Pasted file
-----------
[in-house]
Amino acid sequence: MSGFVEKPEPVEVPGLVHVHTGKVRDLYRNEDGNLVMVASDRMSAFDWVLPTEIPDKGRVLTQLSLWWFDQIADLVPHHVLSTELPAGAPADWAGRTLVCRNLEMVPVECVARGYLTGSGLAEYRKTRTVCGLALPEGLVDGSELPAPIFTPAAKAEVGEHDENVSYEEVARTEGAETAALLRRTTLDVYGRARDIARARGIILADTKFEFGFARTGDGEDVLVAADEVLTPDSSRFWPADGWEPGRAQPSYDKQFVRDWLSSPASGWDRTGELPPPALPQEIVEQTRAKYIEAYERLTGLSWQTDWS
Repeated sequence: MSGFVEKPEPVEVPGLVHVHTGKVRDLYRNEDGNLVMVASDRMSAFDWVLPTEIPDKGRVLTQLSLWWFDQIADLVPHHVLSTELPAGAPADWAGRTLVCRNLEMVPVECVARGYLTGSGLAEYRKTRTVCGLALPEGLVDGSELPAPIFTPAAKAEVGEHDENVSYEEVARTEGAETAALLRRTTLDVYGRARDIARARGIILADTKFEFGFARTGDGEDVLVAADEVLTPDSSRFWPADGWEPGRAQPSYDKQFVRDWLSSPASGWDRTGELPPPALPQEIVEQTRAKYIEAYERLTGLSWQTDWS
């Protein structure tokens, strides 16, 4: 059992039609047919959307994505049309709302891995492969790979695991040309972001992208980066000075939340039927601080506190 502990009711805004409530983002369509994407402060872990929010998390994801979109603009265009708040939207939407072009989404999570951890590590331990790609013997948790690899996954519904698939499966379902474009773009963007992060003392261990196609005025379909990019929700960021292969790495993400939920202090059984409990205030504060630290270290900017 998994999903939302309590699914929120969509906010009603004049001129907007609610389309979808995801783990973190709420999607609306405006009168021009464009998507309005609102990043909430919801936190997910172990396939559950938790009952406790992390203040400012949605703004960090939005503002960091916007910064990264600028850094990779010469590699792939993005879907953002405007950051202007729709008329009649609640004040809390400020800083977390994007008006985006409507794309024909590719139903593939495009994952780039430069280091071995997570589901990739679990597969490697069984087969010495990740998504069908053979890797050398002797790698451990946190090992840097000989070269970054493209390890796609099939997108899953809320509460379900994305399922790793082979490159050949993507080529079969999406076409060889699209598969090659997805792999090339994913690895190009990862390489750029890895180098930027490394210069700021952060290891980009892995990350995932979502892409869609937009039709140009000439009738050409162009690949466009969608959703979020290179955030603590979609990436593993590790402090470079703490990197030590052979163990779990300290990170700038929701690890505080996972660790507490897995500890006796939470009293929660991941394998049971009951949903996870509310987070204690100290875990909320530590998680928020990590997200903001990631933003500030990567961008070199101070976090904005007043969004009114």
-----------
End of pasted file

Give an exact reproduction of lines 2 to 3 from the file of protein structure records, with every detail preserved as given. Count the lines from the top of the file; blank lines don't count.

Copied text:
Amino acid sequence: MSGFVEKPEPVEVPGLVHVHTGKVRDLYRNEDGNLVMVASDRMSAFDWVLPTEIPDKGRVLTQLSLWWFDQIADLVPHHVLSTELPAGAPADWAGRTLVCRNLEMVPVECVARGYLTGSGLAEYRKTRTVCGLALPEGLVDGSELPAPIFTPAAKAEVGEHDENVSYEEVARTEGAETAALLRRTTLDVYGRARDIARARGIILADTKFEFGFARTGDGEDVLVAADEVLTPDSSRFWPADGWEPGRAQPSYDKQFVRDWLSSPASGWDRTGELPPPALPQEIVEQTRAKYIEAYERLTGLSWQTDWS
Repeated sequence: MSGFVEKPEPVEVPGLVHVHTGKVRDLYRNEDGNLVMVASDRMSAFDWVLPTEIPDKGRVLTQLSLWWFDQIADLVPHHVLSTELPAGAPADWAGRTLVCRNLEMVPVECVARGYLTGSGLAEYRKTRTVCGLALPEGLVDGSELPAPIFTPAAKAEVGEHDENVSYEEVARTEGAETAALLRRTTLDVYGRARDIARARGIILADTKFEFGFARTGDGEDVLVAADEVLTPDSSRFWPADGWEPGRAQPSYDKQFVRDWLSSPASGWDRTGELPPPALPQEIVEQTRAKYIEAYERLTGLSWQTDWS